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Know Your Rights
Source: Metro
Subject: Housing & Environmental Justice
Type: Media Coverage

Angry Tenants Decry Abusive Landlords, Housing Market

GREENWICH VILLAGE. Angry tenants (including members of Make the Road by Walking) from 12 neighborhoods held a “convention” yesterday to vote for the landlord they believe to be most abusive from a list they called the “dirty dozen.”

Tenants shared stories of landlords using such egregious tactics as shutting off heat and hot water, sending phony legal notices, pressuring for a buy-out or threatening residents based on their immigration status. They believe landlords are trying to boot them because the sooner they vacate, the sooner their apartments can be renovated and rented for more money.

The “winner” — determined by applause and stomping — was Adam Mermelstein, principal owner of TreeTop Development LLC. He has tried to clear out the 41 apartments at 188 S. Third Street in Williamsburg, since buying it last year, to turn it into a luxury rental, according to tenant Jacqueline Hernandez.

“I was verbally and physically abused in front of my kids by an inspector [allegedly sent by Mermelstein] with a false ID,” Hernandez said. “They came to the door and said it was an [Dept. of Housing Preservation and Development] inspector to check the carbon monoxide detector and when he came in, he [hit] me against the wall.”

She claimed that Mermelstein has offered the remaining 18 tenants “a little bit” of money to get them out.

“It’s an expensive area now,” Hernandez said, “but we’re working families. We’re paying our rent. We’re not doing nothing wrong.”

Mermelstein already began renovating vacant apartments, though the Department of Buildings issued a stop work order for lack of permits. Mermelstein did not return calls for comment.

A Harlem resident said his landlord changed the front door’s lock but didn’t give tenants new keys. A Bushwick resident said when she complained about roaches, her landlord told her to put them on a tortilla and eat them. A Chinatown housing advocate charged another landlord with intimidating tenants bringing frivolous lawsuits to housing court.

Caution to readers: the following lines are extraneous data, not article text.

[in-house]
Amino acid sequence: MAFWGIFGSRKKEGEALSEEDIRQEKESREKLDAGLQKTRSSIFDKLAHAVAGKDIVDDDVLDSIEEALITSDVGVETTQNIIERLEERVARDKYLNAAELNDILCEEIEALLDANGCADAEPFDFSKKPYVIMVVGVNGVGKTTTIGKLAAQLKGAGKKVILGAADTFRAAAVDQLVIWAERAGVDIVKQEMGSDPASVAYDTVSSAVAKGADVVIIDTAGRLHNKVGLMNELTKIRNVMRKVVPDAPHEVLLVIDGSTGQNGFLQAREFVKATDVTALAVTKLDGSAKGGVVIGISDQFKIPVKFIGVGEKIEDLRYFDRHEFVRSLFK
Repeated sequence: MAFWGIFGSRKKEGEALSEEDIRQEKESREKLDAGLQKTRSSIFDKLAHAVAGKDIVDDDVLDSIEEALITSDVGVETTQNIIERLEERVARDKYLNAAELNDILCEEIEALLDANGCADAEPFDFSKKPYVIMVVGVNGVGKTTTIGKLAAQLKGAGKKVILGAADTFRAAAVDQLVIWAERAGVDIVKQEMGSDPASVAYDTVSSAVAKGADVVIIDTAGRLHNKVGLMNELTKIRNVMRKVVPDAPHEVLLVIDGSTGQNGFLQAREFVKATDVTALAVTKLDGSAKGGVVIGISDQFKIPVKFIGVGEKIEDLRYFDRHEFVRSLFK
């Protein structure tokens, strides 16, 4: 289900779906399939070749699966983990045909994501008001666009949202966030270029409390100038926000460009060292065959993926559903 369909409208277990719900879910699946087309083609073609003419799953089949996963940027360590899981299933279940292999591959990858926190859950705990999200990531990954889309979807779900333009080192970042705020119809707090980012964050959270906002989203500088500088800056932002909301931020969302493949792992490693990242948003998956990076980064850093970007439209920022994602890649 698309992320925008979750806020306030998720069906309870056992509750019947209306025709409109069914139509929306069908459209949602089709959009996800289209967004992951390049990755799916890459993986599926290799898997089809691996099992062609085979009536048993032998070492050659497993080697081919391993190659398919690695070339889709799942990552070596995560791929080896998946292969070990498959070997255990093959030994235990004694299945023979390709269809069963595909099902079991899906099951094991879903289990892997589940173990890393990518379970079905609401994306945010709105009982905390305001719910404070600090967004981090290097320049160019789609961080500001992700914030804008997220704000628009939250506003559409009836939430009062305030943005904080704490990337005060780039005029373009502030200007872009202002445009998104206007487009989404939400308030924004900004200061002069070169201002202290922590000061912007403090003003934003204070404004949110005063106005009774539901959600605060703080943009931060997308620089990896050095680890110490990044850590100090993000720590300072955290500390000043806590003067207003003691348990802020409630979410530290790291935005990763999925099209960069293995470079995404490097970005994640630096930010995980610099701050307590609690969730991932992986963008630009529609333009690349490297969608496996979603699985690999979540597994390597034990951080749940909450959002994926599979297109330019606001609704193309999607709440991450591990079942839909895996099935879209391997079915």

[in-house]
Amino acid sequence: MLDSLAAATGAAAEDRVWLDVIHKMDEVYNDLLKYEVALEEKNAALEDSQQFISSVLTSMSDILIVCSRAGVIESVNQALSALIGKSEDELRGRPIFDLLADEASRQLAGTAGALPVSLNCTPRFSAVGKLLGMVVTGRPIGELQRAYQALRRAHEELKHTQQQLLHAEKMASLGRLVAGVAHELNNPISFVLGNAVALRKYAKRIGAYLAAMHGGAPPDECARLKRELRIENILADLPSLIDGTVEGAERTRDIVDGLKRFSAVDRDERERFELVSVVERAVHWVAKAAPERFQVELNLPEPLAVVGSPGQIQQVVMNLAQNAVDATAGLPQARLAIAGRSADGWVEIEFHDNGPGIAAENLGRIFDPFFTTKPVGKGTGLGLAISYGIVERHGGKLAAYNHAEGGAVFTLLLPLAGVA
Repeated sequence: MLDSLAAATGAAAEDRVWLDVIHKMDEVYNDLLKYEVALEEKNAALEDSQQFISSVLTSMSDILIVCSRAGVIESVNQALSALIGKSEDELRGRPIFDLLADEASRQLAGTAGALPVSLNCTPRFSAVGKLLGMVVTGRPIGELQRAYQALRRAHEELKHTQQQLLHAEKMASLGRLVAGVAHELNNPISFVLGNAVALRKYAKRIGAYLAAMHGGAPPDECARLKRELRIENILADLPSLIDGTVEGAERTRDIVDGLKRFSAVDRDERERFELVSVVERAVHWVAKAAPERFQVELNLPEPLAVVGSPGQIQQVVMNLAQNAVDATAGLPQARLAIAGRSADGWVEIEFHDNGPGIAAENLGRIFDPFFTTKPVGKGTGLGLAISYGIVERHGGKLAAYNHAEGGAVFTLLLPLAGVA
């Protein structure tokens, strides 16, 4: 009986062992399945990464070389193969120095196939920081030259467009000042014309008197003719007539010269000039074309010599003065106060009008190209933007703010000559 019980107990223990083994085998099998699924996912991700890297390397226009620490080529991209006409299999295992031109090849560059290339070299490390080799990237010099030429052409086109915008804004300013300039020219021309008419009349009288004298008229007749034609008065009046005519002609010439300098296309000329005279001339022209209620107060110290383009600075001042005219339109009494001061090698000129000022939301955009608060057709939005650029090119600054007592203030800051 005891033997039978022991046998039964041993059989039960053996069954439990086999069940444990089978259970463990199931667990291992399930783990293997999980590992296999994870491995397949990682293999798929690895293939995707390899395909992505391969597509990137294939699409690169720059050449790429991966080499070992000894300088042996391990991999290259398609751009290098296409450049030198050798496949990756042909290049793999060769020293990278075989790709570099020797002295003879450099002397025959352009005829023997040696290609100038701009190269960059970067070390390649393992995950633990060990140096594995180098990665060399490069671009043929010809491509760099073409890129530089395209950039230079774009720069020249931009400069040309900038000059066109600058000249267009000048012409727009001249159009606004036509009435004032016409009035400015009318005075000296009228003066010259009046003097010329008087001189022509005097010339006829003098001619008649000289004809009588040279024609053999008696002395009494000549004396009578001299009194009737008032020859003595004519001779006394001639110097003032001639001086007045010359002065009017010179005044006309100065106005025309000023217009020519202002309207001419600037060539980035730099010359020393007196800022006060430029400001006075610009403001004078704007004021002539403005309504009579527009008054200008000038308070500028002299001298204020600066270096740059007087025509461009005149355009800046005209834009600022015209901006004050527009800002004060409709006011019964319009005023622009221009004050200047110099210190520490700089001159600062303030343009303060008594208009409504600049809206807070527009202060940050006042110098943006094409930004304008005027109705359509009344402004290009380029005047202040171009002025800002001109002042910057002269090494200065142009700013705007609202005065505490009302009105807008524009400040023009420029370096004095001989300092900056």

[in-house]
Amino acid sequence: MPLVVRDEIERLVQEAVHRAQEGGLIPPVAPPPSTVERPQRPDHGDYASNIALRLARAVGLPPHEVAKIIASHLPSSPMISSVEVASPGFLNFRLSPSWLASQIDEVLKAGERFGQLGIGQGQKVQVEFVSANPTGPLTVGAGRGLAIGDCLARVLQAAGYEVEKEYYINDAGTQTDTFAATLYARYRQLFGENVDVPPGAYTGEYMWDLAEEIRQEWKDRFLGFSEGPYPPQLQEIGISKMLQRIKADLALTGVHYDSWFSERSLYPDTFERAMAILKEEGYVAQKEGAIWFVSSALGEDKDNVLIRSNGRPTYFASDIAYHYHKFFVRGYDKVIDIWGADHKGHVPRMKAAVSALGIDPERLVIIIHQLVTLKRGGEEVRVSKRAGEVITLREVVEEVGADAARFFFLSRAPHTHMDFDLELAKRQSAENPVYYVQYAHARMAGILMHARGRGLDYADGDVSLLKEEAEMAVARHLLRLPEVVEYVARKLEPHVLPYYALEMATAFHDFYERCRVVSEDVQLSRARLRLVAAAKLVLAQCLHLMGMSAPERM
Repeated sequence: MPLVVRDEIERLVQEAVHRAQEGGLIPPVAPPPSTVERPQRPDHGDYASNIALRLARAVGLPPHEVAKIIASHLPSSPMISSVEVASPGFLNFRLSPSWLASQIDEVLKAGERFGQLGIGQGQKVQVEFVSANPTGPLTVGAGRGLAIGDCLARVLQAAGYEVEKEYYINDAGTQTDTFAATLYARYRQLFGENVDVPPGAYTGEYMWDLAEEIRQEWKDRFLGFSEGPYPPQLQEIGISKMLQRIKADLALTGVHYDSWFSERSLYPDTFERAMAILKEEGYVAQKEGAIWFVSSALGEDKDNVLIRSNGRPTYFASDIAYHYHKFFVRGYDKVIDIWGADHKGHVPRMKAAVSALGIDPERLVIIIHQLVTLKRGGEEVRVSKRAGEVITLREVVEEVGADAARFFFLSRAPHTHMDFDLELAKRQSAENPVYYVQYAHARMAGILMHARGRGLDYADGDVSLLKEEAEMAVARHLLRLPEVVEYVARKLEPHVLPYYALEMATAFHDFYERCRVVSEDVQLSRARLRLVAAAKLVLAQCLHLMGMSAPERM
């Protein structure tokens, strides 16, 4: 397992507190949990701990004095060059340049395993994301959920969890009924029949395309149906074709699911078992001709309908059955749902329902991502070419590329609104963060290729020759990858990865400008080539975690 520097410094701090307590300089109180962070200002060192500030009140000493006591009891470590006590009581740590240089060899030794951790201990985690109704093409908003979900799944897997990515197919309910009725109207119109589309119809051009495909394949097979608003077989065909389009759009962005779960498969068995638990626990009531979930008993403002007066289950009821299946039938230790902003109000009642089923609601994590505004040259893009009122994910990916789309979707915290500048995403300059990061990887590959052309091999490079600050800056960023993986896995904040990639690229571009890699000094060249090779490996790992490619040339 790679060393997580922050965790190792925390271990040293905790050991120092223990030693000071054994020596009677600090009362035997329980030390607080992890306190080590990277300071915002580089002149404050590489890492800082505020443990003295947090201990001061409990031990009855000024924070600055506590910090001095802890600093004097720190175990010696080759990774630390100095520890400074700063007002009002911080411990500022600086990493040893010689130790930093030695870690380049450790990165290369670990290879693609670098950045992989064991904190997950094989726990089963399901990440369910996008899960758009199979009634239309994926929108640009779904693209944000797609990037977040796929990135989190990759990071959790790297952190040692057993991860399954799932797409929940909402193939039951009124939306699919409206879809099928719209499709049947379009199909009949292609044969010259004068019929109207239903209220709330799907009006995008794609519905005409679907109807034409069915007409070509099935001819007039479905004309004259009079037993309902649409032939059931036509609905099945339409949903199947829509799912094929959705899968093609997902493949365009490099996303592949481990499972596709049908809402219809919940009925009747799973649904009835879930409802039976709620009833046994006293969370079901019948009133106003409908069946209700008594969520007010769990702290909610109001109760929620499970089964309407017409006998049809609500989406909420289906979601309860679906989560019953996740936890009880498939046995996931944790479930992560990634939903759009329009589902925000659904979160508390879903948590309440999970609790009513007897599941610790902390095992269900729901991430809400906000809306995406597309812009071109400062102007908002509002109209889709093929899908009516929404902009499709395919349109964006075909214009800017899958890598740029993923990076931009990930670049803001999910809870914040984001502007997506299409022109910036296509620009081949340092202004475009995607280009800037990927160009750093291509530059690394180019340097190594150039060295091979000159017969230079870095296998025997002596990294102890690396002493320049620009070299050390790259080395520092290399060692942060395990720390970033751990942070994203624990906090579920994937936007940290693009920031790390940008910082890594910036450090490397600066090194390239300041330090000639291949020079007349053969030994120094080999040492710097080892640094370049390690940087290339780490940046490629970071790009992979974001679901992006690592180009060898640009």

“As market rents rise, we’re all under threat of harassment by landlords,” said Michelle de la Uz, a board member for the Association for Neighborhood & Housing Development Inc., a coalition that organized the event. “We estimate each year that 10,000 units lose their affordability — that’s about 30,000 people. Meanwhile, we’re trying to build affordable housing, but we can’t keep up with the loss.”

What’s going on?

• De la Uz said the coalition is trying to get a law passed to allow tenants to go to take landlords to Housing Court over harassment.

• They have met with City Council Speaker Christine Quinn’s office to discuss possible legislative approaches to protect tenants, said spokeswoman Maria Alvarez.

“[Quinn] has been a tenant organizer going a number of years back, so we are open to helping tenants,” Alvarez said. “That being said, a great number of landlords are respectable business people.”

• Between 2002 and 2005, there was a 20 percent drop in apartments renting for less than $1,000, according to the NYC Housing Vacancy Survey. • Housing advocates believe that 9 percent of this was due to annual rent increases as per the state’s Rent Guidelines Board; they believe the other 11 percent — or 164,013 apartments — is a result of other factors including harassment.